Here’s How To Become Better At Muay Thai Sparring
Like any other martial arts, Muay Thai is a fighting style that anyone can learn. It doesn’t matter if you're an athlete from a different sport or have never exercised a day in your life. It's a Thai martial art with roots dating back to ancient times. It's a part of Thai culture and incorporates Buddhist themes, making it appealing to people from all walks of life. You'll be sparring with a diverse group of people.
Many people are scared of sparring when they're just starting out. But it's something you need to do. Muay Thai is a martial art. Therefore, drills are essential for training, and sparring is necessary for hand-to-hand combat, which is the sport's essence. Whether you're learning Muay Thai for fitness or for self-defense, here are some sparring tips you should follow.
Muay Thai Sparring Tip You Should Follow
Get The Right Equipment
Take it from us; you don’t want to spar with the wrong equipment. After all, Muay Thai is a combat sport, so if you don’t have the right gear, you risk hurting yourself and your sparring partner.
16 oz boxing gloves – It’s very important that you get 16 oz boxing gloves. You should never try to replace them with 12 or 14 oz gloves.
Stand-up shin guards – There are skin guards explicitly made for striking exchanges. Those are the ones you should get. Grappling shin guards won’t protect you properly.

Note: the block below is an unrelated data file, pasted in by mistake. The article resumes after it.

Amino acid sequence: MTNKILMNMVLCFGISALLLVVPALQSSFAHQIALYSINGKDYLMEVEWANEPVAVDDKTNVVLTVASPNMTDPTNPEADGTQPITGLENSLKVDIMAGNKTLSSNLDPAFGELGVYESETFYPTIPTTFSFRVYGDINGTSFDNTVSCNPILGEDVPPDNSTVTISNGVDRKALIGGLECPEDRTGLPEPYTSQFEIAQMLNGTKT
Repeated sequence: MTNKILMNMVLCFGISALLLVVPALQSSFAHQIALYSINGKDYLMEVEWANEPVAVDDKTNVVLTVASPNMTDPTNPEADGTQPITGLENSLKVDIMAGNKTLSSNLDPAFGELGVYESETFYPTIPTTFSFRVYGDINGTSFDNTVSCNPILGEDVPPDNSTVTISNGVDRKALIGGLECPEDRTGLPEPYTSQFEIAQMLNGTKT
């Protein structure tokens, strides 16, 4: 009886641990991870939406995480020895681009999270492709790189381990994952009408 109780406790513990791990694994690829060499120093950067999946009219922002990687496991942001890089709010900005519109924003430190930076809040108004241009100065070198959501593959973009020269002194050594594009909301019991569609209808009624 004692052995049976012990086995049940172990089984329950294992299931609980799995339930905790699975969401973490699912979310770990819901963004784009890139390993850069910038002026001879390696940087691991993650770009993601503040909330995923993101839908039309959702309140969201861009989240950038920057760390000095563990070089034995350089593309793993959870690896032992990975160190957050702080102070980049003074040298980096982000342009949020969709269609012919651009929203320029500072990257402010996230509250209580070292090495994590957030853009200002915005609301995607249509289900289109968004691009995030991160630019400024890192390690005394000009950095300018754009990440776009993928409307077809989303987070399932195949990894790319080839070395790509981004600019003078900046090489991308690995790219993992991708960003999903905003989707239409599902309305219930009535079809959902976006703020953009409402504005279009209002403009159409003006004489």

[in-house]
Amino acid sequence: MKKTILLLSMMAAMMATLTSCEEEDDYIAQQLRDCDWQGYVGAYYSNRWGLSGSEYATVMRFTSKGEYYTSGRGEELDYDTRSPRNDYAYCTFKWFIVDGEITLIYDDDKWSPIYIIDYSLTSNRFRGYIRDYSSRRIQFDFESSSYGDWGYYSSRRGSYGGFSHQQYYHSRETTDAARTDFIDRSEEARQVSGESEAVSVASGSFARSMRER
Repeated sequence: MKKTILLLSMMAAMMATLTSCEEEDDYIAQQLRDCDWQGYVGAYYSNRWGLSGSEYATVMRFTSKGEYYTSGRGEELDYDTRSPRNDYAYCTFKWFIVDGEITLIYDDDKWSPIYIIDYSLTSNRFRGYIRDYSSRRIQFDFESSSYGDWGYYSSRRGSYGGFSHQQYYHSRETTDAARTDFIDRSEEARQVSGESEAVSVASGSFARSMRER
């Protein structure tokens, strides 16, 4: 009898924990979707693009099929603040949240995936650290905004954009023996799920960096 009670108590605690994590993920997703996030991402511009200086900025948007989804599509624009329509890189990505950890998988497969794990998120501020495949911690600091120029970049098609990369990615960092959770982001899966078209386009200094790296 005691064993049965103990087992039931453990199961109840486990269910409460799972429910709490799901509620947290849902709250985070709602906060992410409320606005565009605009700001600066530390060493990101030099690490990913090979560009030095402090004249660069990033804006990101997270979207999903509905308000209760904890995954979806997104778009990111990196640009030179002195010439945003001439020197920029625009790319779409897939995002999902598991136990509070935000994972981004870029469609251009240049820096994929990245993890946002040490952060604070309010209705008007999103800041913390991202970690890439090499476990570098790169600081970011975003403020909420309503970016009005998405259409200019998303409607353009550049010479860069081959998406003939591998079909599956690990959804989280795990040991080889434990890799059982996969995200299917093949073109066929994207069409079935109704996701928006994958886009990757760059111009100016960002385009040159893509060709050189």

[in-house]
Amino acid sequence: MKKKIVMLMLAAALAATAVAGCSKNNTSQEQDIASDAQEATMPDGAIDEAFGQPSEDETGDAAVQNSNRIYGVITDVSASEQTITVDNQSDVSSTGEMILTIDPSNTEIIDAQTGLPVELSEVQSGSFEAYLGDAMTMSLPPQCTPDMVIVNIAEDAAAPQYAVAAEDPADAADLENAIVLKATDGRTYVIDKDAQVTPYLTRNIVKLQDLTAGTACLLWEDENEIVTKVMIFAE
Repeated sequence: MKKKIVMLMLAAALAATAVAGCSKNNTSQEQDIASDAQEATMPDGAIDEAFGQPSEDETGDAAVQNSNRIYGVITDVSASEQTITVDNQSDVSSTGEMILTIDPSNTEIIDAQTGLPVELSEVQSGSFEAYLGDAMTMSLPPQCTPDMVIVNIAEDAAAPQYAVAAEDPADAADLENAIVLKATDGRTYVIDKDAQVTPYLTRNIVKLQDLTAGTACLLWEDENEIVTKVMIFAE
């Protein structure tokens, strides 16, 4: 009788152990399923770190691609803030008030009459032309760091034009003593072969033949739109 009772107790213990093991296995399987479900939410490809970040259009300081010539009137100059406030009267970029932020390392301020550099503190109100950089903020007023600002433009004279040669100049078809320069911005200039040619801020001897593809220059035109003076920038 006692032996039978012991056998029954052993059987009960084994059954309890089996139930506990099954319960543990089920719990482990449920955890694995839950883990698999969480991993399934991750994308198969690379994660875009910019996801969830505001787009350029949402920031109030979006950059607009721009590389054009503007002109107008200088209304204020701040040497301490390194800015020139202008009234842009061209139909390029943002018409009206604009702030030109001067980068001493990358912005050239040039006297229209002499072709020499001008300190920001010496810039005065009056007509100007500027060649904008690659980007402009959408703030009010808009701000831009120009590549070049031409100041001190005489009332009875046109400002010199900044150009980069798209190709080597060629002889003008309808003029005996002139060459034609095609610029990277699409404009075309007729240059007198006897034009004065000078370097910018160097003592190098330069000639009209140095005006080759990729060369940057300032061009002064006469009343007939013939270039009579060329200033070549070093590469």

Headgear – It’s one of the rules of Muay Thai: Always Protect Your Head. You should choose a headgear that has a good amount of padding. It should fit you comfortably without blocking your vision.
Groin Protection – I don’t think we need to elaborate on why you should invest in high groin protection.
Mouthguard – If you can’t get a customized mouthguard, you should get a boil and bite one. Nothing else is acceptable.
It’s Not About Winning.
No one likes losing.
It’s easy to spar with the idea that you’re fighting to take your opponent down. That’s not how you should approach your Muay Thai training. What you should be focusing on is improving. Winning or losing isn’t what’s important.
What you should do is ask yourself what you learned after each match. Is there any skill you think you should improve? What would you have done differently? You should also try to learn something from your opponent.
Develop A Diverse Move Set
Everyone has a set of moves that they love doing. You might favor one side of your body, or you might be someone who only throws one type of strike. Muay Thai is called the art of eight limbs for good reasons. You should practice a wide variety of attacks. You don’t need to be a master at everything, but you need to be comfortable enough with the different strikes to be versatile.
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